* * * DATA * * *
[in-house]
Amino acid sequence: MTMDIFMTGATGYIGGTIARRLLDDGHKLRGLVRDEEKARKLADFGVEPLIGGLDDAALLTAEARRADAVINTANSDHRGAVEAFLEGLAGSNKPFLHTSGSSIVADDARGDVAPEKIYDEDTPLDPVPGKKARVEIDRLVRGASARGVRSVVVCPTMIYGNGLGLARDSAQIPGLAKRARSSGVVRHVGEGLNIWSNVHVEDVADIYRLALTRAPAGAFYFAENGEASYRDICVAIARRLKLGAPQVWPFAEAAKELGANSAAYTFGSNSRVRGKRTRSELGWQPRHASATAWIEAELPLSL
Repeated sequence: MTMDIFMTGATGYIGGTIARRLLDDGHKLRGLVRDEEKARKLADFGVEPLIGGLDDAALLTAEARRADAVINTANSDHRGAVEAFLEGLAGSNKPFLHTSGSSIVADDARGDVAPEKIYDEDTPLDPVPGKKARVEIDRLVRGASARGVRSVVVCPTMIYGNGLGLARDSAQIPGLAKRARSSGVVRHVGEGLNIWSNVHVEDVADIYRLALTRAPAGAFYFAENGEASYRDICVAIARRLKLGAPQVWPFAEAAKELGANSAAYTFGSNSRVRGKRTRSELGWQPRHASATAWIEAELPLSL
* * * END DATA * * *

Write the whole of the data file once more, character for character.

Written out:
[in-house]
Amino acid sequence: MTMDIFMTGATGYIGGTIARRLLDDGHKLRGLVRDEEKARKLADFGVEPLIGGLDDAALLTAEARRADAVINTANSDHRGAVEAFLEGLAGSNKPFLHTSGSSIVADDARGDVAPEKIYDEDTPLDPVPGKKARVEIDRLVRGASARGVRSVVVCPTMIYGNGLGLARDSAQIPGLAKRARSSGVVRHVGEGLNIWSNVHVEDVADIYRLALTRAPAGAFYFAENGEASYRDICVAIARRLKLGAPQVWPFAEAAKELGANSAAYTFGSNSRVRGKRTRSELGWQPRHASATAWIEAELPLSL
Repeated sequence: MTMDIFMTGATGYIGGTIARRLLDDGHKLRGLVRDEEKARKLADFGVEPLIGGLDDAALLTAEARRADAVINTANSDHRGAVEAFLEGLAGSNKPFLHTSGSSIVADDARGDVAPEKIYDEDTPLDPVPGKKARVEIDRLVRGASARGVRSVVVCPTMIYGNGLGLARDSAQIPGLAKRARSSGVVRHVGEGLNIWSNVHVEDVADIYRLALTRAPAGAFYFAENGEASYRDICVAIARRLKLGAPQVWPFAEAAKELGANSAAYTFGSNSRVRGKRTRSELGWQPRHASATAWIEAELPLSL